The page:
Cartesian Trees are a type of data structure used in computer science for encoding a sequence of numbers.

From Wikipedia:

In computer science, a Cartesian tree is a binary tree derived from a sequence of numbers; it can be uniquely defined from the properties that it is heap-ordered and that a symmetric (in-order) traversal of the tree returns the original sequence.

[they’ve] also been used in the definition of the treap and randomized binary search tree data structures for binary search problems."

It’s an interesting, possibly obscure tree, but I found it fun to work on, especially as a way to create them more intuitively. I wrote an implementation of said tree in Python over at my personal project “Mother of All Learning” (MoAL), but as with most challenging things, I had to do a lot of back and forth on pen-and-paper to “grok” it. In the process of translating this concept into a tangible data structure that could actually be put to code, I found what I thought was a novel way to create the trees very simply, just by drawing.

Without further ado:

First, let’s look at an example: [9, 3, 7, 1, 8, 12, 10, 20, 15, 18, 5]

I find it’s easy to think of the list as being broken down into sub-lists, where each sub-list has a left, pivot, and right side.

With this in mind, we can find the pivot, which is always going to the smallest number, and then divide the list up into a sublist, where the first index is the current node, the second is the left child, and the third is the right. If left and right are empty, then the singleton list denotes a leaf.

Now, to visualize it, we use the above procedure, but for each pivot, draw a line up/down to the previous pivot, and then draw lines from the current pivot to the left and right children. At the end, you’ll get an actual tree drawing!

So, back to our example.

``9 3 7 1 8 12 10 20 15 18 5```

The first thing we need to do is find the pivot. As mentioned above, it’s always the smallest number. In this case, 1 is the pivot, so it becomes the root node, since all other elements will become leaves, and this is the first node.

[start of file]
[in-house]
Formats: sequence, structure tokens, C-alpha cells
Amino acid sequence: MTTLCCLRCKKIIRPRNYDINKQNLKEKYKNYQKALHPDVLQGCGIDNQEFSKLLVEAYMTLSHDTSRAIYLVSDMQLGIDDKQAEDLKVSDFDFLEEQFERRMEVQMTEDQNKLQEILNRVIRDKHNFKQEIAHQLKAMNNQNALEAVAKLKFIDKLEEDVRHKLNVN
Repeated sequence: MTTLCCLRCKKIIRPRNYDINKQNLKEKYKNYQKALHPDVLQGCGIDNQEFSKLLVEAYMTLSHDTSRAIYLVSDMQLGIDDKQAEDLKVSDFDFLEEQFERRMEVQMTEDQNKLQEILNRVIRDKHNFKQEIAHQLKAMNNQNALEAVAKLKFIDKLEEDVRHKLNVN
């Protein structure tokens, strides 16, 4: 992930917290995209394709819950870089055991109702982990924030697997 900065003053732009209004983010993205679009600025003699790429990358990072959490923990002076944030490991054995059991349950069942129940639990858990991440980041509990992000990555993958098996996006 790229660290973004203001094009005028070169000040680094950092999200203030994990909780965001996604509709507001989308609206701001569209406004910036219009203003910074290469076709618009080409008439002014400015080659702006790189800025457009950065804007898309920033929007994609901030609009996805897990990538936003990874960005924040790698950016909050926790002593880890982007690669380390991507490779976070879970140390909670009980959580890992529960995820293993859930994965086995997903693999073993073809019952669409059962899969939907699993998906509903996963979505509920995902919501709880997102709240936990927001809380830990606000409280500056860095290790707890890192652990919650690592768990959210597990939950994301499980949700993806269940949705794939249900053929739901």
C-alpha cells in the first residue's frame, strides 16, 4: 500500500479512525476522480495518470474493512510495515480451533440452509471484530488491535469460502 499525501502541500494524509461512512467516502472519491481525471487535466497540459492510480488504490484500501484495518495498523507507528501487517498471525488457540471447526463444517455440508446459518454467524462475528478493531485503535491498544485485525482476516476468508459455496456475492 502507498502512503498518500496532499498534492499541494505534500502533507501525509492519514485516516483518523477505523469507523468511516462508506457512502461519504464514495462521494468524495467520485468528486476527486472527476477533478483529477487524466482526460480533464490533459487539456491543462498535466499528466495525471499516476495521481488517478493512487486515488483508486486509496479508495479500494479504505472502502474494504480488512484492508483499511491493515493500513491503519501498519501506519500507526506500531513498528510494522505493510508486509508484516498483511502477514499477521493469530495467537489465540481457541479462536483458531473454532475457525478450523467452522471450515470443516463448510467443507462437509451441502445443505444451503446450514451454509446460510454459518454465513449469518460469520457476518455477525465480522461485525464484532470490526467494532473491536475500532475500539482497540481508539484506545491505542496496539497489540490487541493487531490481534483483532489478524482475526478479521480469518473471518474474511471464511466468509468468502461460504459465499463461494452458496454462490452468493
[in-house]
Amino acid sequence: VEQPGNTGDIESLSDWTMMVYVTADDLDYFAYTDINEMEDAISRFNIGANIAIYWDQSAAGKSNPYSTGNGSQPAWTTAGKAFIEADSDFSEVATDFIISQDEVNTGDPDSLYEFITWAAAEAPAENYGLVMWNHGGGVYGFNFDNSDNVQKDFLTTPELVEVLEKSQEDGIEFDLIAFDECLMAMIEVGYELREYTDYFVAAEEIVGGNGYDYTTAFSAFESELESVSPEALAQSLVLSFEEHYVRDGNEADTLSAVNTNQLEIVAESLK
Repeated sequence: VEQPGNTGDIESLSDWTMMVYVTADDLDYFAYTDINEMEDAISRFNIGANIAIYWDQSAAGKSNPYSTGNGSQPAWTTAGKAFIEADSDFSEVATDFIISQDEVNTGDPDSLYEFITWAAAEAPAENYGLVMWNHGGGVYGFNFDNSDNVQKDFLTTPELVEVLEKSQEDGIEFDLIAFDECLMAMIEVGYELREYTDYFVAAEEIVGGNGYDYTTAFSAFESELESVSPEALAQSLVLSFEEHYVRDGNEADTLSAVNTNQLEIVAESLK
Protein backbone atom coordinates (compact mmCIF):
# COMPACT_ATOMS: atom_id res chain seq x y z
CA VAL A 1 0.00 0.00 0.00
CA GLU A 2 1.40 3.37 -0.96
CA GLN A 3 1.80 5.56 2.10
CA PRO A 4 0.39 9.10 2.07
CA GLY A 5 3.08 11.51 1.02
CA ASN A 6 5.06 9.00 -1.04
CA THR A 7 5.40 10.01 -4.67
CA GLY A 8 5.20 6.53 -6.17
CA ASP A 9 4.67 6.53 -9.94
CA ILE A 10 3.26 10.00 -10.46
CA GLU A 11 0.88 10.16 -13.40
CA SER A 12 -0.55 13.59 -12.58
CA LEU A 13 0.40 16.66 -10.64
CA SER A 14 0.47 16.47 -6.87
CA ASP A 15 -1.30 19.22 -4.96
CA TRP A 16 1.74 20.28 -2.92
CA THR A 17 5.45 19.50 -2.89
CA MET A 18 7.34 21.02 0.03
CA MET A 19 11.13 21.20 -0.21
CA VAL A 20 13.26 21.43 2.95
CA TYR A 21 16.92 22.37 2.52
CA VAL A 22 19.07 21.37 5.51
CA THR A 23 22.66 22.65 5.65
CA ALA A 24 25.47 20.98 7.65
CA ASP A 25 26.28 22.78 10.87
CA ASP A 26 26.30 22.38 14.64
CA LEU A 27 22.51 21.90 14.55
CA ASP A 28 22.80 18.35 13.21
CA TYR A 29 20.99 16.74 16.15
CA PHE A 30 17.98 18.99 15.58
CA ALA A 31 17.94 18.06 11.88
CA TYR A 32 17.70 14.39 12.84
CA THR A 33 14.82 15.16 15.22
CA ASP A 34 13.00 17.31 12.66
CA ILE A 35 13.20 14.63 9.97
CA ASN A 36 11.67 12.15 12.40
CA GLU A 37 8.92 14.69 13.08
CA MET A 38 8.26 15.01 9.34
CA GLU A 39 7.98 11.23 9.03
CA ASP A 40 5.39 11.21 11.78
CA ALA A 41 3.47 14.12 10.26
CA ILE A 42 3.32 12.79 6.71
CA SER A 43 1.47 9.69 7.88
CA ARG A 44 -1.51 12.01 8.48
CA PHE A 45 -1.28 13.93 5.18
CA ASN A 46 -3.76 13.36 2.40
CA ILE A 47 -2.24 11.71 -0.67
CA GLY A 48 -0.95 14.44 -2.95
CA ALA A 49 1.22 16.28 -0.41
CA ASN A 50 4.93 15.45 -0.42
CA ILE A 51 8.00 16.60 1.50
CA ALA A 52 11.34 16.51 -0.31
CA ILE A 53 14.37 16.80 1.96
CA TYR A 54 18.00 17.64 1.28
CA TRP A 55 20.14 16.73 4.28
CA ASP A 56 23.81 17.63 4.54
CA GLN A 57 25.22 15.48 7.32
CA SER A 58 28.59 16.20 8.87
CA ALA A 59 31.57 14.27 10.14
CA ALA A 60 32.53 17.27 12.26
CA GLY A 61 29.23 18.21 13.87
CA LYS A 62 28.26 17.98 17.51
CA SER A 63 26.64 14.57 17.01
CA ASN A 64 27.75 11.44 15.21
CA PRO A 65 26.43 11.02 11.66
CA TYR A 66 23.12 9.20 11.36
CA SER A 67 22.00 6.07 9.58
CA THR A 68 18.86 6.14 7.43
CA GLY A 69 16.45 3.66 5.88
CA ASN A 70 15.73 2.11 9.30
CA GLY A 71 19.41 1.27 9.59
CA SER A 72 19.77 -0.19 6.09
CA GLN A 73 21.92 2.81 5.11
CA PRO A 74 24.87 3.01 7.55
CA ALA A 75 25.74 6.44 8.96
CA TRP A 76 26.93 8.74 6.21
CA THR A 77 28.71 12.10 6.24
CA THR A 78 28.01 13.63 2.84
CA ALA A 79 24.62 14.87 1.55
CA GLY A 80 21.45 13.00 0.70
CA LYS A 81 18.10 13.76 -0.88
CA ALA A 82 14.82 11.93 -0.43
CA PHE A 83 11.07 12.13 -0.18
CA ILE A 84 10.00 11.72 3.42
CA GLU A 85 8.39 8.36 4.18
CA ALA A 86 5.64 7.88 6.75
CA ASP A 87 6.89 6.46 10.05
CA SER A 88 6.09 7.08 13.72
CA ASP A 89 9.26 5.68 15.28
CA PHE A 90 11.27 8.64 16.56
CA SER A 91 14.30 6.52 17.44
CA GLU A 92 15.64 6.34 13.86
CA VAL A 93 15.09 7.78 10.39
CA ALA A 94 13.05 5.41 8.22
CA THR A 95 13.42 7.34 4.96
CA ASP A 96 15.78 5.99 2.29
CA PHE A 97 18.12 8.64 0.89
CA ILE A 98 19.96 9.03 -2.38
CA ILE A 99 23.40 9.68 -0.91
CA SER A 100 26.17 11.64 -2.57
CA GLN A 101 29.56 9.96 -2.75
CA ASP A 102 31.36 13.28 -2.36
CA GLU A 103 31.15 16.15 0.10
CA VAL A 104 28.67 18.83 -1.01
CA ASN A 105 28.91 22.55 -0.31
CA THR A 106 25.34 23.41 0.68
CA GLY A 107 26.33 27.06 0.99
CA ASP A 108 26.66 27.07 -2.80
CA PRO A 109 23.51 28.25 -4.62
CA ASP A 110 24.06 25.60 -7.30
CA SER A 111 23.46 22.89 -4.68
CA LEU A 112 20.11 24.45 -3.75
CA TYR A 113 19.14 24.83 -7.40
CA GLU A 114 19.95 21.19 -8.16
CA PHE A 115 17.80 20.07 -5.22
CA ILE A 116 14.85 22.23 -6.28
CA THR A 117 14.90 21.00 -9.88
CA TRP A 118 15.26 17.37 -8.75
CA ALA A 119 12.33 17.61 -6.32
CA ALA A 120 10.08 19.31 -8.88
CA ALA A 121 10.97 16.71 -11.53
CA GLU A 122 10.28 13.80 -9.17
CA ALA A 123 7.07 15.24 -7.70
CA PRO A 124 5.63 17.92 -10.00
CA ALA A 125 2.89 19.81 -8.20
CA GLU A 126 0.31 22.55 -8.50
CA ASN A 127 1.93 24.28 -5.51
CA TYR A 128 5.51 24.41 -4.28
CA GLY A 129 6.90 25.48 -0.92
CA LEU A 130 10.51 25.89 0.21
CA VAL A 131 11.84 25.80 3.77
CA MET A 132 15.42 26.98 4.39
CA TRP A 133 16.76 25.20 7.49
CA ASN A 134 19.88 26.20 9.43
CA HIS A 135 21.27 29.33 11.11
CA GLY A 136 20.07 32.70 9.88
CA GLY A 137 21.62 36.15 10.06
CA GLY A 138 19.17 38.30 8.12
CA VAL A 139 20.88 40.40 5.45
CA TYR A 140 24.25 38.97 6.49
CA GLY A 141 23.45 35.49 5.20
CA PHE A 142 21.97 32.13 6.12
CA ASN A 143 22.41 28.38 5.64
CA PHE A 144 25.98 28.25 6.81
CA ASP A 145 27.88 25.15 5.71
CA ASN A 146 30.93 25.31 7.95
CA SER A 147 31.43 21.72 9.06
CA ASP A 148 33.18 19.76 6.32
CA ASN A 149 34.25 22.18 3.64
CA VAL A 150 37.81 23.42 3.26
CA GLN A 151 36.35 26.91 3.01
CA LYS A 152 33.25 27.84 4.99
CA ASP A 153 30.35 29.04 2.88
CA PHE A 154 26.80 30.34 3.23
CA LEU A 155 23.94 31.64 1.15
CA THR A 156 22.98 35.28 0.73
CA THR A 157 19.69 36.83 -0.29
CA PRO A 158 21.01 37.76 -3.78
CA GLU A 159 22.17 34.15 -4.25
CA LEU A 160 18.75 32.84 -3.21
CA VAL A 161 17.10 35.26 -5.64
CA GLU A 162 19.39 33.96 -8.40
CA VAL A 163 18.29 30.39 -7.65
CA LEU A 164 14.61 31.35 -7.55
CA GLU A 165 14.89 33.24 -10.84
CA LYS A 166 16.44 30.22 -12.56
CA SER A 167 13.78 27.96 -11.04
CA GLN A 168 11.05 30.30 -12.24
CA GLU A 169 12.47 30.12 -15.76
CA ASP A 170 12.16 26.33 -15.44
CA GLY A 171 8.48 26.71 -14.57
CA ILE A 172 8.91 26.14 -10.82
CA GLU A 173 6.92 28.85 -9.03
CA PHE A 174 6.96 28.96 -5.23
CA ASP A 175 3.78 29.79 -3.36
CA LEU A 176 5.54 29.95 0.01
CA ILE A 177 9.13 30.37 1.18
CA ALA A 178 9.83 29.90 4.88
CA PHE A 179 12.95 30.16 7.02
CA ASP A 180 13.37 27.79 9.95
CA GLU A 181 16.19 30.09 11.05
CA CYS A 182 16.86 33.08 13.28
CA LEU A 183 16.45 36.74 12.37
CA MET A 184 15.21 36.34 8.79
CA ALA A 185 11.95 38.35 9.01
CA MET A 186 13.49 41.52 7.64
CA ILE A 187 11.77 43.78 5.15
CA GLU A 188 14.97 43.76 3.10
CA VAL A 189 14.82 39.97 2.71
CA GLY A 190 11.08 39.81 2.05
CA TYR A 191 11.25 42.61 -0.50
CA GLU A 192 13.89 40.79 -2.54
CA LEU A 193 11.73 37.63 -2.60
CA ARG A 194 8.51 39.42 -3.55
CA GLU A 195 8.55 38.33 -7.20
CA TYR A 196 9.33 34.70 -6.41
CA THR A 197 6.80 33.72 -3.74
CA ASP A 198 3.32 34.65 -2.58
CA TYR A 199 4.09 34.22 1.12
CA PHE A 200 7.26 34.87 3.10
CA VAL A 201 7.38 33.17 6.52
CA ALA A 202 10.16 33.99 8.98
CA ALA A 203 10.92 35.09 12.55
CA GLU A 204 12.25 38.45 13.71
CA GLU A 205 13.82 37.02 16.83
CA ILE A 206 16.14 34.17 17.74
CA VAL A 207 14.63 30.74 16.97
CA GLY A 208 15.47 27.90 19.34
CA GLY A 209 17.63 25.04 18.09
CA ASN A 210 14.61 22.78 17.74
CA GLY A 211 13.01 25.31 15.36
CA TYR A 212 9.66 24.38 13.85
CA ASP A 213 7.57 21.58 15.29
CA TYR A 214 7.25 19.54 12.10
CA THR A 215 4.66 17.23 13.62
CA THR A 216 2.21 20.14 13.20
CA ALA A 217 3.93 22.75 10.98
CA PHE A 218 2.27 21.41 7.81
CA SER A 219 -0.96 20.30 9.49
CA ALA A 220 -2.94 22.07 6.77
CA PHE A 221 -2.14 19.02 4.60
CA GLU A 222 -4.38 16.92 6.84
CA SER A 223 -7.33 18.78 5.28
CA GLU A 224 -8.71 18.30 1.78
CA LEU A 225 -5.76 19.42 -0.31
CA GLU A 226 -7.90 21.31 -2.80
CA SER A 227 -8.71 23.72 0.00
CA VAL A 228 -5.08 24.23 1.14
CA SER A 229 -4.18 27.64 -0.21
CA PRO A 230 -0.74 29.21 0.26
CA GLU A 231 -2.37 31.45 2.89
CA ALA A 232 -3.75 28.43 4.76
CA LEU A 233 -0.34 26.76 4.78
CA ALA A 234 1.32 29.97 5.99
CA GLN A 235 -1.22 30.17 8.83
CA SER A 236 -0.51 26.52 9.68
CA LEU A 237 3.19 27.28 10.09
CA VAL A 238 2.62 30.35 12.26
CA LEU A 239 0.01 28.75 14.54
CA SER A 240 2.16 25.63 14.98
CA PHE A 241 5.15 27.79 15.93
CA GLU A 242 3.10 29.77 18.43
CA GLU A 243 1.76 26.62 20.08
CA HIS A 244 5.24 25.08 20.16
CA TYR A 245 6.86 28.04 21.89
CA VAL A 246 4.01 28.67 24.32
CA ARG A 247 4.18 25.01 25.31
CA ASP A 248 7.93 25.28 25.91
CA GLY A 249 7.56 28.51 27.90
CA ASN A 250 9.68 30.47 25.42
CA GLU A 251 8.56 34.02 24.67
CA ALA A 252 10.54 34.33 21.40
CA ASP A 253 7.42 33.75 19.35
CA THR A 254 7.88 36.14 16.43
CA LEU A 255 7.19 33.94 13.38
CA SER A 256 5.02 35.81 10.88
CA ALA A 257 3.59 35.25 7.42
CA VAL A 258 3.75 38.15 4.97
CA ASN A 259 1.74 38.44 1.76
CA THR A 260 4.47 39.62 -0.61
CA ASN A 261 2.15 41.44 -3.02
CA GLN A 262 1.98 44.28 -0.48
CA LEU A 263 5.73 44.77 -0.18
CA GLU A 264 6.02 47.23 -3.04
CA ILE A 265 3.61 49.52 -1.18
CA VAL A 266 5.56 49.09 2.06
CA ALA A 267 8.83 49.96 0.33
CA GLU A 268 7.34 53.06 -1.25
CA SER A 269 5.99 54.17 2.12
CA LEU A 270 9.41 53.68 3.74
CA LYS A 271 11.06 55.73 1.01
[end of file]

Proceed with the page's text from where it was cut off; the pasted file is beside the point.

```
1
/ \
9 3 7 8 12 10 20 15 18 5
```

Ok, we’re getting somewhere. Now, for each new side, we need to do the same thing. So, on the left hand, 3 is the smallest, and on the right, 5 is the smallest.

```
1
/ \
3 5
/ \ /
9 7 8 12 10 20 15 18
```

Visually, this is a bit odd because of spacing, but we can see all the numbers on the right branch (5) are to the *left* of 5 – it will look better once we finish it.

Next up is left, where there is nothing to be done, since each child of 3 is a leaf, and right, where 8 is smallest.

```
1
/ \
3 5
/ \ /
9 7 8
\
12 10 20 15 18
```

And again, 10 is now the smallest.

```
1
/ \
3 5
/ \ /
9 7 8
\
10
/ \
12 20 15 18
```

And now, almost done, the right side is left; 15 is the smallest here.

```
1
/ \
3 5
/ \ /
9 7 8
\
10
/ \
12 15
/ \
20 18
```

And we’re done!

I find this is a fun way to solve the problem, although this isn’t easily (or efficiently) translated into code. For that, I follow the same procedure, but use nested lists, which can then be traversed the usual means, either a while loop, or recursively. Check out the implementation if you want to see more!